What Drove Biotech Performance in 2021

NBI finished 2021 with a full-year price performance of -0.6% and a total return of 0.0%, underperforming broader equity market benchmarks such as the Nasdaq-100® (NDX®) and the S&P 500 (SPX) by approximately 26%. Numerous explanations for biotech’s underperformance have been offered, ranging from an overheated private market setting up too many overvalued IPOs, to regulatory uncertainty from the FDA and an overall adverse change in the US federal government’s posture towards the healthcare industry following the 2020 elections. The latter may have had a big knock-on effect in terms of depressed M&A activity throughout 2021, which has historically helped underpin biotech equity returns.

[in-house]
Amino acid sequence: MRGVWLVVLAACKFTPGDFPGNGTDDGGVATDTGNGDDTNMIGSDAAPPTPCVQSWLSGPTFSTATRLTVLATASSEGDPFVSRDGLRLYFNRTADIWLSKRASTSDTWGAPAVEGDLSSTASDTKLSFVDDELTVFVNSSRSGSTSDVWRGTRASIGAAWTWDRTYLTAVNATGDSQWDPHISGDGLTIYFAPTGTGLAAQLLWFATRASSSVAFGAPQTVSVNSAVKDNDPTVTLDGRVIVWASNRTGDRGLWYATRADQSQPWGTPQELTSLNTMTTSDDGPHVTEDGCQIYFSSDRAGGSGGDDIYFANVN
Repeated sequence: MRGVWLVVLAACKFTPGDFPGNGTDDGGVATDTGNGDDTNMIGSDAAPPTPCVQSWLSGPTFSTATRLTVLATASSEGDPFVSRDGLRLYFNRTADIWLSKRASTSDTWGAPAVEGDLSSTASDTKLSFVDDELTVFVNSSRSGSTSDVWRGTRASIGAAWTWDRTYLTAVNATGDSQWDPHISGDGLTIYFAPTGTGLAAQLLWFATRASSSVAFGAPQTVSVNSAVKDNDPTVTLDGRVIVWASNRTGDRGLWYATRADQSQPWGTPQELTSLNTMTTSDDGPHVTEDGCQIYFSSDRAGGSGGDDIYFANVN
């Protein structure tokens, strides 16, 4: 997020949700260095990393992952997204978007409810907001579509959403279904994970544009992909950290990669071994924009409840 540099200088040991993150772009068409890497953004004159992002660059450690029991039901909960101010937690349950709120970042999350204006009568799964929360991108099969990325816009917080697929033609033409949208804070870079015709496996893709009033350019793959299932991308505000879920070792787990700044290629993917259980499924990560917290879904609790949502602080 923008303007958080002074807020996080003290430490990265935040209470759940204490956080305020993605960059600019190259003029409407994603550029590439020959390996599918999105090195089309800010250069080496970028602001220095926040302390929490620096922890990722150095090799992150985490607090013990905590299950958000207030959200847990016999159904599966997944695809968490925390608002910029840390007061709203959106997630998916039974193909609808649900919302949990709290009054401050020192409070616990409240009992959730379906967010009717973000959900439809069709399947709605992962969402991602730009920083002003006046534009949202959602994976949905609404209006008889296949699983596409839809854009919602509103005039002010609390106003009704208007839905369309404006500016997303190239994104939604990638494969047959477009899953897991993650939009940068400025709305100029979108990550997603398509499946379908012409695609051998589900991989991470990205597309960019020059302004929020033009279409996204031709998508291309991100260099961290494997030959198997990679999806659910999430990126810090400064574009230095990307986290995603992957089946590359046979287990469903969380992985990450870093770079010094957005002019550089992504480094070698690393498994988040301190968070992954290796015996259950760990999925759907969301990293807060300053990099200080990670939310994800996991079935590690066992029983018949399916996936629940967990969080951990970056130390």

Jared Holz, Oppenheimer’s healthcare equity strategist, described the sector’s biggest problem as stemming from a relatively new phenomenon whereby “more and more funds are allocating dollars in the private markets and are significantly less interested with public equities and/or stock performance as a result,” concluding that “early-stage private biotechs are sucking up capital” only to get abandoned “quickly as they go public.” Per Josh, “the quality of this year’s [IPO] crop is marginally weaker and perhaps not as ready for prime time, but to see how quickly private investors jettison these stocks on to focus on the next private is perhaps the largest reconciling item separating sector performance.”1